Moving Statue Reports Down 67% From Last Year
THE Church has warned that recent events in Ireland are directly responsible for the decline in of moving statue reports across the country, claiming apparitions are down almost 67% from last year.
Archbishop of Dublin Diarmuid Martin told WWN the worrying drop in figures could be related to the recent marriage referendum and warned of a possible future without the Blessed Virgin Mary.
“We cannot be sure if the Holy Mother feels there is no need to visit us anymore, or that we’re all just in the bad books,” he said. “It’s kind of hard to tell. She normally visits places that are in desperation. Maybe she is angry. Maybe she’s busy appearing in countries that need her more. Who knows?”
The Blessed Virgin first visited Ireland in the village of Knock, County Mayo in 1879, almost thirty years after the famine when poverty, unemployment, evictions and emigration were not uncommon. She then went on tour, visiting Lourdes in France and various locations across the globe before returning back to Ireland some 100 years later.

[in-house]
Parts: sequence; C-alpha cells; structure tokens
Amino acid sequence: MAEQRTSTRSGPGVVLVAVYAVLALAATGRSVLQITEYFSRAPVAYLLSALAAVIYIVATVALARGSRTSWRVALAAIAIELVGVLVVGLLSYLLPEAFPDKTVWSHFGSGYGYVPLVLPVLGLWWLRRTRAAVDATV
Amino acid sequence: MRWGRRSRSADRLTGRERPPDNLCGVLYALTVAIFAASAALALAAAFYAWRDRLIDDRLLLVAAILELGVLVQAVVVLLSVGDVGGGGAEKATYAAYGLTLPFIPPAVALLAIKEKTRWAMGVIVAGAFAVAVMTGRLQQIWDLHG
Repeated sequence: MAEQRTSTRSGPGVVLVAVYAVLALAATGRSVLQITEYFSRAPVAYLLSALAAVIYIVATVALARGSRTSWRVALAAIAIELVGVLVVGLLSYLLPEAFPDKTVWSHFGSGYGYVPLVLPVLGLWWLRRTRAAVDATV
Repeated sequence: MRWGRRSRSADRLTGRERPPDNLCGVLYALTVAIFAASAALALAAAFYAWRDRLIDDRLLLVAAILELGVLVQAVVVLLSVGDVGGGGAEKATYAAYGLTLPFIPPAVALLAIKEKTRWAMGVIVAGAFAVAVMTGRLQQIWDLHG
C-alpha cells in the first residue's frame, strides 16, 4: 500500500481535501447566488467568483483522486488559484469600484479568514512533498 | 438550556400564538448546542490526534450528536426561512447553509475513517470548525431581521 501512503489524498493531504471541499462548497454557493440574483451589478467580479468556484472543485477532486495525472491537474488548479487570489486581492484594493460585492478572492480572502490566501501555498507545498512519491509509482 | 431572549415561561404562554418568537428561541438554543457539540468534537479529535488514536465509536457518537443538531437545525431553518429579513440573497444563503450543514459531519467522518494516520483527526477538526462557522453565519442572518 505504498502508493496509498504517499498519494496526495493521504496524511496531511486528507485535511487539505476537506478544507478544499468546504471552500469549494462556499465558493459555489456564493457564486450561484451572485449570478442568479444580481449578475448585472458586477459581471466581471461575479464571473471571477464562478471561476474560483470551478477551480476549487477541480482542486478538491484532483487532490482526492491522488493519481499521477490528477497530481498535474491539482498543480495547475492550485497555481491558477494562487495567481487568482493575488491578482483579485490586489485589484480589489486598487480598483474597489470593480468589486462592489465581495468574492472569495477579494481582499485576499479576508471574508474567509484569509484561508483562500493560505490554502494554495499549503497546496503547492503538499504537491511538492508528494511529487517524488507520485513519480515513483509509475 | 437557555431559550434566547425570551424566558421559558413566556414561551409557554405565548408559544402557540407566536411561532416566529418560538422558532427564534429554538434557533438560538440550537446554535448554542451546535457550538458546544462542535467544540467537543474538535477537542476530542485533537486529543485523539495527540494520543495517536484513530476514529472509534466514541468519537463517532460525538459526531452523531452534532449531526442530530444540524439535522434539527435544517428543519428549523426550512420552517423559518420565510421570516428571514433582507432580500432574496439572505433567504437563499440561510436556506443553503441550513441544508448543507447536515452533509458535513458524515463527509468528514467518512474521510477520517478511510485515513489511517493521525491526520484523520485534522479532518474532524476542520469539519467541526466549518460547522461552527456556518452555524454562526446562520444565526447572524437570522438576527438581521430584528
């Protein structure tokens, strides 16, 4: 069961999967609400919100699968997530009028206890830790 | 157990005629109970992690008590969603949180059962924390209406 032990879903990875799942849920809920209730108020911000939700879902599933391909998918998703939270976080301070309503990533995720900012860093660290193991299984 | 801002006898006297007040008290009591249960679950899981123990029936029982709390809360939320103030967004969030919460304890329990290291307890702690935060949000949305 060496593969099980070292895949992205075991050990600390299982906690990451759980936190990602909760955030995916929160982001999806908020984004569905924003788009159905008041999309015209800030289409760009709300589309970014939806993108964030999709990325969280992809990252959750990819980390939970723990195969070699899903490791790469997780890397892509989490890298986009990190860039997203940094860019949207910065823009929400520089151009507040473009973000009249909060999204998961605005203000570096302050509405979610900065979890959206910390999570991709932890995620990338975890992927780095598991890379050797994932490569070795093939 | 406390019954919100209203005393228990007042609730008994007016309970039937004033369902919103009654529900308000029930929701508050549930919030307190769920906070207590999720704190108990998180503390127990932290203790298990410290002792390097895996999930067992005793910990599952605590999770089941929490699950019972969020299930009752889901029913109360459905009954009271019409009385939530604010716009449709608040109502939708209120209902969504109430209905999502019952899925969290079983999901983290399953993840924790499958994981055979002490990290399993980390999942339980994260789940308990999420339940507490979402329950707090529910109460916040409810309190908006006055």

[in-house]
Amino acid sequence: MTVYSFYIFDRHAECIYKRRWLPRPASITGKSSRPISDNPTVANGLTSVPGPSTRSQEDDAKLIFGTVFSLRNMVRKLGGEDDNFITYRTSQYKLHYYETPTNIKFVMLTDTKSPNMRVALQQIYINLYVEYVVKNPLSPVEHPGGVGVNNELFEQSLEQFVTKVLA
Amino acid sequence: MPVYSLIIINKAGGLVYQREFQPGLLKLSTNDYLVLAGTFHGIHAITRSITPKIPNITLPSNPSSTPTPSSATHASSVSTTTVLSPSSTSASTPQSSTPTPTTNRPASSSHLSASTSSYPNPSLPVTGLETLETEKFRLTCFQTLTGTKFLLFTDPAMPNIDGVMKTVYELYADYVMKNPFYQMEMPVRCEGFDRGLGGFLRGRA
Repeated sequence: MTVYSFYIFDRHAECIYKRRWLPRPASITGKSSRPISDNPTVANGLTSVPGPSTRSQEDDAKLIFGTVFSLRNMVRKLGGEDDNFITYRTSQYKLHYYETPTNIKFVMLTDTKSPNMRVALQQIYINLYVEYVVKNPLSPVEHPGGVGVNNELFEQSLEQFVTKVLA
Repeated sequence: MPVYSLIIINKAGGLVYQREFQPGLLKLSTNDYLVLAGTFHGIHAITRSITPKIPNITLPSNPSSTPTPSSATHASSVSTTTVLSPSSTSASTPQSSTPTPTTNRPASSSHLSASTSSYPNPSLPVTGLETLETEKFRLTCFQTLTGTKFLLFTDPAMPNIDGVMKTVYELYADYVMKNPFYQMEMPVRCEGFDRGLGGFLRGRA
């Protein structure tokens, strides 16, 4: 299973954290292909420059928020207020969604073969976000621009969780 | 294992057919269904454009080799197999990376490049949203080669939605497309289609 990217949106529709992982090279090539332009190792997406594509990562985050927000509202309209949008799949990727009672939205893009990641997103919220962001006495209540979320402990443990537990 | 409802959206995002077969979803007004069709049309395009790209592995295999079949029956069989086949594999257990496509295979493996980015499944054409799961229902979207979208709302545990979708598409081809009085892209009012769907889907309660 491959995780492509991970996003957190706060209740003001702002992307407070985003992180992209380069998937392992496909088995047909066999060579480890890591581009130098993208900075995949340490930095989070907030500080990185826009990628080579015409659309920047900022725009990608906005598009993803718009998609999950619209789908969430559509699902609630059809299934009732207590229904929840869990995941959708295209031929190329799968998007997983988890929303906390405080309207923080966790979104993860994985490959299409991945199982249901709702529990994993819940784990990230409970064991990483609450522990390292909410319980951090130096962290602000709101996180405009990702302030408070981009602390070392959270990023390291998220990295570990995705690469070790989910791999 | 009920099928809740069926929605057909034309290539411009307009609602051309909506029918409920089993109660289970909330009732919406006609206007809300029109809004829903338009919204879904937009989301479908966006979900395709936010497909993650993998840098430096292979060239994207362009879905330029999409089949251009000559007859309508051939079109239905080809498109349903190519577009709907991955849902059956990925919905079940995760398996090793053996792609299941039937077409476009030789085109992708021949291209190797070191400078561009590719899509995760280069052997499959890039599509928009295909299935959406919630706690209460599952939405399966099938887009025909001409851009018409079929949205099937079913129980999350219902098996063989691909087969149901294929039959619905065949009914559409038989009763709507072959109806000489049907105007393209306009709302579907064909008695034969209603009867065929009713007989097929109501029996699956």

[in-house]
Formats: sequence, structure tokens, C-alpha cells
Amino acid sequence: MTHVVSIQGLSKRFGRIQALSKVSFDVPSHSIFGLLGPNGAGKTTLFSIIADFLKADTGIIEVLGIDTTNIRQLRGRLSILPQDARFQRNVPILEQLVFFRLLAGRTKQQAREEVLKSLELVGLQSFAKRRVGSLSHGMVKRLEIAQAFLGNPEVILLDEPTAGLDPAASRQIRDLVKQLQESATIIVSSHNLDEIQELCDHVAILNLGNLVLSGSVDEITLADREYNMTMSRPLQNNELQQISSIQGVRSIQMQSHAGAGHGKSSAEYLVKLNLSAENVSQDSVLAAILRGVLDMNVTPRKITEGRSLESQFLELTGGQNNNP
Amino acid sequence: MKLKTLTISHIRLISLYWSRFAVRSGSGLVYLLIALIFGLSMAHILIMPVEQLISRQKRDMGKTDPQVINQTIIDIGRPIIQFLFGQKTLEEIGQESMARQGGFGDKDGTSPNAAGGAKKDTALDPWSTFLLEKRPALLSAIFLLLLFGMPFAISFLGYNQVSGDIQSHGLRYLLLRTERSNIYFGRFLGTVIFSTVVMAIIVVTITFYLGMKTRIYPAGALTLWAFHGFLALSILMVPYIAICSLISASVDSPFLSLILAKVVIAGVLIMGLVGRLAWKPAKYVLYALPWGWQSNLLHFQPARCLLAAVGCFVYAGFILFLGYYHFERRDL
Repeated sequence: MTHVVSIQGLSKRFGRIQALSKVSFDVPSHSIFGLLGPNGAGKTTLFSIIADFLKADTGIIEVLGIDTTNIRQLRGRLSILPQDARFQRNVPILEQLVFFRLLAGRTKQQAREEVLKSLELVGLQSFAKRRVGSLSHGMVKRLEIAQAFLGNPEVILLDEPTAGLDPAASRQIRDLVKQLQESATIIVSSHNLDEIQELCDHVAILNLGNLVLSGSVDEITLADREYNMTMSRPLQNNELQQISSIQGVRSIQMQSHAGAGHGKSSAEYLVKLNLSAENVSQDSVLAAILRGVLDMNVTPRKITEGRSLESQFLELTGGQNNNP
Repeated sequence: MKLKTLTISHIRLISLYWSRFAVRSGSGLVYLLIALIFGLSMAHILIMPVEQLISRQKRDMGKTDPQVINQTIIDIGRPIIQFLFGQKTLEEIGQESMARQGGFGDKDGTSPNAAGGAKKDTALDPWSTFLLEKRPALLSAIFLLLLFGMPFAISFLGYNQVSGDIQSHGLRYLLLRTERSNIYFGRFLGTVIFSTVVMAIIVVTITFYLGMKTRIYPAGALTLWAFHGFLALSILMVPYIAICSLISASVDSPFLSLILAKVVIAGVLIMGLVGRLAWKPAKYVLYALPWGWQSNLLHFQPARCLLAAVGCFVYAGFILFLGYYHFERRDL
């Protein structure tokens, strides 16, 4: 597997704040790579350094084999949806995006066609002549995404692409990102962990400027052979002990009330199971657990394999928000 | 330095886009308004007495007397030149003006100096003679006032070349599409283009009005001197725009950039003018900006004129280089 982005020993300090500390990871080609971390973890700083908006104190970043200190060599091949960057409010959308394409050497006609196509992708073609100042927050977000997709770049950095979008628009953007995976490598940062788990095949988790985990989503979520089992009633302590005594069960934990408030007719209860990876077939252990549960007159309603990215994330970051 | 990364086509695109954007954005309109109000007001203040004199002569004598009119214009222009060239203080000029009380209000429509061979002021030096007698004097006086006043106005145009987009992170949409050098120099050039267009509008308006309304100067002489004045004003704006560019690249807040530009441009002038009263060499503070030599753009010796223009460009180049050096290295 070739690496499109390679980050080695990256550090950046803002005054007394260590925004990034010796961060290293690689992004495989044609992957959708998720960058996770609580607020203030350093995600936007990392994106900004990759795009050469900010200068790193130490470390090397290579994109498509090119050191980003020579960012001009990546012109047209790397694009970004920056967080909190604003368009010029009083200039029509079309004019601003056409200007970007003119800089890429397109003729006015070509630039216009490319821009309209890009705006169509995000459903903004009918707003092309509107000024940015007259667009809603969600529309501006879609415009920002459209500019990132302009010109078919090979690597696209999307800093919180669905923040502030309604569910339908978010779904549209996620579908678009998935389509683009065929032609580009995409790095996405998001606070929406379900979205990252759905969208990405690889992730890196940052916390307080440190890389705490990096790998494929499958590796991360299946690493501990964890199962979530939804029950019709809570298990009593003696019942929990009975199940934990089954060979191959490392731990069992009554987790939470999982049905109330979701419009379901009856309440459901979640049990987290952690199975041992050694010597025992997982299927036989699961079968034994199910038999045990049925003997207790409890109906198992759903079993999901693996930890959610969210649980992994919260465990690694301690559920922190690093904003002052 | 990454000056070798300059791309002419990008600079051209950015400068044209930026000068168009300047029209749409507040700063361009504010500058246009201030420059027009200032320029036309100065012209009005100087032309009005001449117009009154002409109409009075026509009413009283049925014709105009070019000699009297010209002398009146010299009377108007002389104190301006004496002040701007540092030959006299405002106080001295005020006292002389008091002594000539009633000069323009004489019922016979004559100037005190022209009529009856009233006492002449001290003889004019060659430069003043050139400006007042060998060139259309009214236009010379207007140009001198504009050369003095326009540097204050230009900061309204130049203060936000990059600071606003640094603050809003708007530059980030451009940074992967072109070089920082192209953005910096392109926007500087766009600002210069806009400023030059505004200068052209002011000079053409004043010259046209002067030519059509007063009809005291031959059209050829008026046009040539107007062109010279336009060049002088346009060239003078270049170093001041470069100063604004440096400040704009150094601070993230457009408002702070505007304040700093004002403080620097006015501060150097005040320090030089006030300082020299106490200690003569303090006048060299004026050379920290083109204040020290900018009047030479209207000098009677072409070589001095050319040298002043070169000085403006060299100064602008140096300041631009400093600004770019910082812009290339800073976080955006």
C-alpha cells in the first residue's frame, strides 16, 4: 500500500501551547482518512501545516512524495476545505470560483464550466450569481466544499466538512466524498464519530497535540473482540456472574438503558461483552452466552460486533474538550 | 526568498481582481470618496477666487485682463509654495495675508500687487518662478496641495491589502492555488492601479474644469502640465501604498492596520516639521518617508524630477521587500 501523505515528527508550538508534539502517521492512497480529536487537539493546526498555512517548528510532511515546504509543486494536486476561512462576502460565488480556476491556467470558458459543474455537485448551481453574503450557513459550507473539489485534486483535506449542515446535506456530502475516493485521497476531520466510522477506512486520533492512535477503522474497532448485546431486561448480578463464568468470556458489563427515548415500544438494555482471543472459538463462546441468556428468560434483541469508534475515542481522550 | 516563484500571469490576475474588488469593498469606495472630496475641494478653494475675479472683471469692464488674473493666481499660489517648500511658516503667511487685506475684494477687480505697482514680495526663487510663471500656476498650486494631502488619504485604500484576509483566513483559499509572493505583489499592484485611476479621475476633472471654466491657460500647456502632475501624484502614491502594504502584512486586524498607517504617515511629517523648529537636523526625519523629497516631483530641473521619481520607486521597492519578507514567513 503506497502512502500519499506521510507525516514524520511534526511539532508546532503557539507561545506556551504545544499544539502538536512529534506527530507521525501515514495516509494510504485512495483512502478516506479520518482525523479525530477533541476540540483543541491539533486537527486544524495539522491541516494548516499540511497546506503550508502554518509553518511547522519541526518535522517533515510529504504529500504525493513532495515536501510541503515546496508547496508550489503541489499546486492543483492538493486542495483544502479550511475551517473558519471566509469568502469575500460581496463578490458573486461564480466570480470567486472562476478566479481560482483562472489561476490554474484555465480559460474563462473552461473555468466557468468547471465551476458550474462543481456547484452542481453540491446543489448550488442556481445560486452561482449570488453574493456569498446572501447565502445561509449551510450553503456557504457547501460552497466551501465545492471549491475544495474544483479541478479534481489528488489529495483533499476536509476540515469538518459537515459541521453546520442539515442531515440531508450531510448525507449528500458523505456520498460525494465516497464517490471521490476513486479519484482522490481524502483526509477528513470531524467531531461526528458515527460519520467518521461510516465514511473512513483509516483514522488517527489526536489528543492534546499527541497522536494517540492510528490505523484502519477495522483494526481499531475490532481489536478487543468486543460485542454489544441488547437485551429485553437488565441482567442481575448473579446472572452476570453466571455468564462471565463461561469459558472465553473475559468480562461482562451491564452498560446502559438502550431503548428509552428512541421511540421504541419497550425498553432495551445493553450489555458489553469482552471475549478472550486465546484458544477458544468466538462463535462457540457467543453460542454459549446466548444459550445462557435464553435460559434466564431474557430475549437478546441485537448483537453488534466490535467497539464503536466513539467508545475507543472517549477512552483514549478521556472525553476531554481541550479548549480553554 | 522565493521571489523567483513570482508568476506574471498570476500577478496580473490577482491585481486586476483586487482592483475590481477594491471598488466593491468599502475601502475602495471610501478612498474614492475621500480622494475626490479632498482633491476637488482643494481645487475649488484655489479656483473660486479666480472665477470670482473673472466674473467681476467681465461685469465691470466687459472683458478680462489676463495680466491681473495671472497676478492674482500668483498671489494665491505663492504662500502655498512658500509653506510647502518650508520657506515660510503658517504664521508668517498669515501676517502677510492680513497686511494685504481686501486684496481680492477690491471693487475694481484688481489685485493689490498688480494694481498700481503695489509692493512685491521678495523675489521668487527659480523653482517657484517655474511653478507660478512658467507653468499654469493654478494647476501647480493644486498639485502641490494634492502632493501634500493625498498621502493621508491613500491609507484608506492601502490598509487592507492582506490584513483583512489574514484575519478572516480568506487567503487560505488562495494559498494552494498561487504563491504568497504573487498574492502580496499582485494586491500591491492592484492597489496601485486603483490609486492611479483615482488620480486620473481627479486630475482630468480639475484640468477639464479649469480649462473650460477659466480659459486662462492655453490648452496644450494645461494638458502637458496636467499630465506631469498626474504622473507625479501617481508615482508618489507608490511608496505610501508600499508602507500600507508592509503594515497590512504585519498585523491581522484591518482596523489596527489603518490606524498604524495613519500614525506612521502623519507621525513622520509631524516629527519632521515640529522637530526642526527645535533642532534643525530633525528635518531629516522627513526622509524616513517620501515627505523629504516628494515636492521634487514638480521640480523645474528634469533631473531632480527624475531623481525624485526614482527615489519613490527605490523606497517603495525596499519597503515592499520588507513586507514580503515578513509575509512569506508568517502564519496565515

During the summer of 1985, statues of the Virgin Mary were reported to move spontaneously up and down the island.
“Holy Mary reappeared in the moving statue form in Ballinspittle, County Cork and then made her way to Mount Melleray, county Waterford,” said local historian Patrick Murphy. “She has been hanging around since then, but apparitions have become less and less frequent.”
The Catholic church claims the decriminalizing of homosexuality in 1993 put a large dent in the number of visits from the Virgin Mary, and that the recent Marriage equality referendum may have been the final nail in the coffin.